When I do stop I put down both feet. With the windshield and back rest on my bike I find its easier to hold the bike dead stable upright when stopped, without wobbling side to side.
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post #6 of 19 (permalink) Old 12-04-2017, 10:12 AM Thread Starter
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1 foot down means when you come to a complete stop you downshift to the first gear and put your left foot down and keep the right foot on the brake pedal. You shouldn't walk you bike to the stop with both feet or put both feet down. That way you can take off faster and safer if something is going on behind you. You always want to check your mirrors while stopped and always stay on the first gear and clutch (no neutral!). If you watch MCRider channel on Youtube that's what he recommends as well.

1 foot down is what I was taught when took MSF course. I took my MSF thru Harley Riding Academy.

https://www.youtube.com/user/kevinmorris22
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post #7 of 19 (permalink) Old 12-04-2017, 10:28 AM
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interesting.

I dont see the reasoning behind keeping your right foot on the brake. I hold the front brake on when stopped.

If I have to pull my visor up or something while stopped I put my right foot back on the brake to hold the bike so I can use my right hand, and I definitely feel less stable leaning the bike on my left foot with nothing to stop it from falling over on the right side.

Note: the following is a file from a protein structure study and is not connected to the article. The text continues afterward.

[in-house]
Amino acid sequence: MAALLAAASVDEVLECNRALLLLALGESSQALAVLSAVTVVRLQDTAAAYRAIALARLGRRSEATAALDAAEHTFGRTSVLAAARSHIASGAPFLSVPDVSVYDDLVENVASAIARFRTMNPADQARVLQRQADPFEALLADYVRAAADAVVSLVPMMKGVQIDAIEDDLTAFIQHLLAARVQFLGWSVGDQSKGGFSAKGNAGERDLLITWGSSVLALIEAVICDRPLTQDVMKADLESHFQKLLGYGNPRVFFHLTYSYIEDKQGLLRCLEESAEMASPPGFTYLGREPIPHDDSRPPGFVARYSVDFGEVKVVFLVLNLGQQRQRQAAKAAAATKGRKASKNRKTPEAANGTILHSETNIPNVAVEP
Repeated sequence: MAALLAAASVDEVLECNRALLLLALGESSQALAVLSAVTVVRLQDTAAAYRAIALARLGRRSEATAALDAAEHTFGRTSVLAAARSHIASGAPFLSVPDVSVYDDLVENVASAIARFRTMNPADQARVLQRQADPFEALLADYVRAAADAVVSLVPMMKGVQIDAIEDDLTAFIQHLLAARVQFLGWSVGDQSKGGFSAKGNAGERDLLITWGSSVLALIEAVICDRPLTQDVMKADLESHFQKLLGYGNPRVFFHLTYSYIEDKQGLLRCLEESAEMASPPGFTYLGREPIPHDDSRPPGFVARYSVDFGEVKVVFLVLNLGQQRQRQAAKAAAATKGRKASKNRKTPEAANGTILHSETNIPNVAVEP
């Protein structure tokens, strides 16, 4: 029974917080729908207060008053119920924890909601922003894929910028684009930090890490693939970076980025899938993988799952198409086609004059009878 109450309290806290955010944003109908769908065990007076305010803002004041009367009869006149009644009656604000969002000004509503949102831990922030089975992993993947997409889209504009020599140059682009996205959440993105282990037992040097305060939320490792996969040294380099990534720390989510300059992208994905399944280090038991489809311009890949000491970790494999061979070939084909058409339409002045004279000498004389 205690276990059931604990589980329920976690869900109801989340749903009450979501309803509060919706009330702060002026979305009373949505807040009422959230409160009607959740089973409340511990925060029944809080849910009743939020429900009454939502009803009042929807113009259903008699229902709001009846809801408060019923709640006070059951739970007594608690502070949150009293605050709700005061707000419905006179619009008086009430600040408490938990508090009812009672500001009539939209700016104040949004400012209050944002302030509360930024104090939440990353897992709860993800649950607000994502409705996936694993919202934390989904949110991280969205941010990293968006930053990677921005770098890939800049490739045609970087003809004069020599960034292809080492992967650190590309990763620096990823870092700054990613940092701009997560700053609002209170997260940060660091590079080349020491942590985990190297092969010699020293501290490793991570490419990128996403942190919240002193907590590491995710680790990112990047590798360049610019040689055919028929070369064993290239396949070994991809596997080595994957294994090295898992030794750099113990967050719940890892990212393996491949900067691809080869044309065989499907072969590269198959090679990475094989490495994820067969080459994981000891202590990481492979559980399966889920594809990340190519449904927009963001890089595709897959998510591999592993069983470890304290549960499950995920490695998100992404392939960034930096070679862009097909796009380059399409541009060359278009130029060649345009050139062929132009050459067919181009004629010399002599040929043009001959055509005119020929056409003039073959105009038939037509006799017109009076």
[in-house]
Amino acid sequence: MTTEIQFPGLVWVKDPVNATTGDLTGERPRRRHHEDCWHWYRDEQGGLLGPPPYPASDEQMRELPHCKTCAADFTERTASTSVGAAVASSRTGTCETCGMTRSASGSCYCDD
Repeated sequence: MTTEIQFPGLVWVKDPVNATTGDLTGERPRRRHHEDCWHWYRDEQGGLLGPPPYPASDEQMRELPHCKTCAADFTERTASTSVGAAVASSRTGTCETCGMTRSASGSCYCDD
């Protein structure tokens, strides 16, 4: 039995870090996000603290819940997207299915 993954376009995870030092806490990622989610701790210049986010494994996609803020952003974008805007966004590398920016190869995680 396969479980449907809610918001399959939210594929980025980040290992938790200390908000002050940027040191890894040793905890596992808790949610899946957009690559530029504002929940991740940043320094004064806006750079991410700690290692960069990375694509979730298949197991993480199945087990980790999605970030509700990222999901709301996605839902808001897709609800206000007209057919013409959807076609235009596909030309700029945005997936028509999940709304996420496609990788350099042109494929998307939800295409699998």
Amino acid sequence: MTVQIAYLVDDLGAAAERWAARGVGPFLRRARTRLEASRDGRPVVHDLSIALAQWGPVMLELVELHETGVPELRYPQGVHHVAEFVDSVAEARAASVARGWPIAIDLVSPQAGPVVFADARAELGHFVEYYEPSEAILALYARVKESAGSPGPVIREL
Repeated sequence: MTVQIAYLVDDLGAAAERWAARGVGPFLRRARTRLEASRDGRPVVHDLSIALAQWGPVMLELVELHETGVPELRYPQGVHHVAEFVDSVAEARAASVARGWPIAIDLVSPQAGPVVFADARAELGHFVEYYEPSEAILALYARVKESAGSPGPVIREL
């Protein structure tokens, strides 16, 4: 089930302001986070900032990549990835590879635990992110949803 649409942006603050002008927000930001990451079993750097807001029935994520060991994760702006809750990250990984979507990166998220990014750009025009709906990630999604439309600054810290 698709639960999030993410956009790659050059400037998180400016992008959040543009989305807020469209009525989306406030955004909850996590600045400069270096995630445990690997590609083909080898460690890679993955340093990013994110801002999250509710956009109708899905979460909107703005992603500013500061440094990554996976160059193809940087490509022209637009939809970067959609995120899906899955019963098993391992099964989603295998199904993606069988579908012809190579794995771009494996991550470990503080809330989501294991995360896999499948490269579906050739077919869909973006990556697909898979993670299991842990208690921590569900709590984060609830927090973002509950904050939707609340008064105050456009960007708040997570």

When I took the MSF class they told us to put down both feet.
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post #8 of 19 (permalink) Old 12-04-2017, 10:34 AM Thread Starter
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interesting.

I dont see the reasoning behind keeping your right foot on the brake. I hold the front brake on when stopped.

If I have to pull my visor up or something while stopped I put my right foot back on the brake to hold the bike so I can use my right hand, and I definitely feel less stable leaning the bike on my left foot with nothing to stop it from falling over on the right side.

When I took the MSF class they told us to put down both feet.
Well, I guess there are different opinions on this subject. Anyways, I always try to put 1 foot down. If you feel safer with both - just do what you think is the best for you.

I heard a reason to keep both brakes engaged if you stop on the hill is that if one fails you won't roll off the hill. It becomes a habit after a while (I keep both brakes engaged because I used to it).
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post #9 of 19 (permalink) Old 12-04-2017, 10:49 AM
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I always practice this! One foot down with bike still in 1st gear. Make sure to check the mirrors behind you! Had a buddy get rear-ended while he was stopped at an intersection by a car going 55 mph. Almost killed him, broke his back in several places.

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post #10 of 19 (permalink) Old 12-04-2017, 10:56 AM
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I've been an MSF rider coach for a bit so, the "company" answer is :
Downshift, left foot down, right foot down. I didn't understand the order either until I watched a lady rider drop a big HD twice when stopping. She would stop with both feet at the same time because she used the front brake in a turn down" didn't like the rear brake". The front brake will always throw you off balance in a turn, try it, the more you grab the worse it is. Rear brake at the end of a turn (talking slow speed) is the way to go.
Since muscle memory is so important, we teach the same process for stopping straight or in a turn.